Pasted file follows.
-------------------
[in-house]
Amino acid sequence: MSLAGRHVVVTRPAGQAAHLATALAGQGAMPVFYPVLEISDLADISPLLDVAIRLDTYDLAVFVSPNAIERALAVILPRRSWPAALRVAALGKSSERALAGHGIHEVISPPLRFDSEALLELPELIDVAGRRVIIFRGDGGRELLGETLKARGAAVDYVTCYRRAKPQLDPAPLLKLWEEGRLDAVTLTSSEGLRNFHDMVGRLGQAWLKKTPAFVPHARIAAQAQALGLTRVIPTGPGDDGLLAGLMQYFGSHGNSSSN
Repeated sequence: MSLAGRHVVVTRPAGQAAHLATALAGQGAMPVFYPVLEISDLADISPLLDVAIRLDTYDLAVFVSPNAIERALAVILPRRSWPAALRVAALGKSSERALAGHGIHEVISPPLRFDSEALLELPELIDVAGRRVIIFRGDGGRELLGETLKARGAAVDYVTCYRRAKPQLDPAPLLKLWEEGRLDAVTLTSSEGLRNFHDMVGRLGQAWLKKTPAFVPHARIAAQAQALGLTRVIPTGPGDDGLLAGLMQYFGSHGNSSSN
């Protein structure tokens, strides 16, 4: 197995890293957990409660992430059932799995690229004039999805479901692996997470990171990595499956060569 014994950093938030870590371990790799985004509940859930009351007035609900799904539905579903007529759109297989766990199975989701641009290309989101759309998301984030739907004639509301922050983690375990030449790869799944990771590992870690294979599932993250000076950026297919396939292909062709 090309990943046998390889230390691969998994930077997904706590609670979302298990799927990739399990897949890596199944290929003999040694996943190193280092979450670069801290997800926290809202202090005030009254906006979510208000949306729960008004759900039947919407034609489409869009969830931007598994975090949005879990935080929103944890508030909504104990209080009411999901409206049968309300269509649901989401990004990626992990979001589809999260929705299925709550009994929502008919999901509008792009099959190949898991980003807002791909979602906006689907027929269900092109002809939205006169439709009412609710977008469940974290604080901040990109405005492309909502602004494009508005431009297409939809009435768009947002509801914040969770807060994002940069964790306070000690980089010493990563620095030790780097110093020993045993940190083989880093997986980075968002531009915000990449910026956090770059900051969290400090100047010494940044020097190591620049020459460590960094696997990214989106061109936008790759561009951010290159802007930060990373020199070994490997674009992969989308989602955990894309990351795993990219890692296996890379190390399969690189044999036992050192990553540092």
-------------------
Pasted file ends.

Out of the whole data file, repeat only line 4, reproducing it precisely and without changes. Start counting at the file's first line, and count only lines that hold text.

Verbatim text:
């Protein structure tokens, strides 16, 4: 197995890293957990409660992430059932799995690229004039999805479901692996997470990171990595499956060569 014994950093938030870590371990790799985004509940859930009351007035609900799904539905579903007529759109297989766990199975989701641009290309989101759309998301984030739907004639509301922050983690375990030449790869799944990771590992870690294979599932993250000076950026297919396939292909062709 090309990943046998390889230390691969998994930077997904706590609670979302298990799927990739399990897949890596199944290929003999040694996943190193280092979450670069801290997800926290809202202090005030009254906006979510208000949306729960008004759900039947919407034609489409869009969830931007598994975090949005879990935080929103944890508030909504104990209080009411999901409206049968309300269509649901989401990004990626992990979001589809999260929705299925709550009994929502008919999901509008792009099959190949898991980003807002791909979602906006689907027929269900092109002809939205006169439709009412609710977008469940974290604080901040990109405005492309909502602004494009508005431009297409939809009435768009947002509801914040969770807060994002940069964790306070000690980089010493990563620095030790780097110093020993045993940190083989880093997986980075968002531009915000990449910026956090770059900051969290400090100047010494940044020097190591620049020459460590960094696997990214989106061109936008790759561009951010290159802007930060990373020199070994490997674009992969989308989602955990894309990351795993990219890692296996890379190390399969690189044999036992050192990553540092």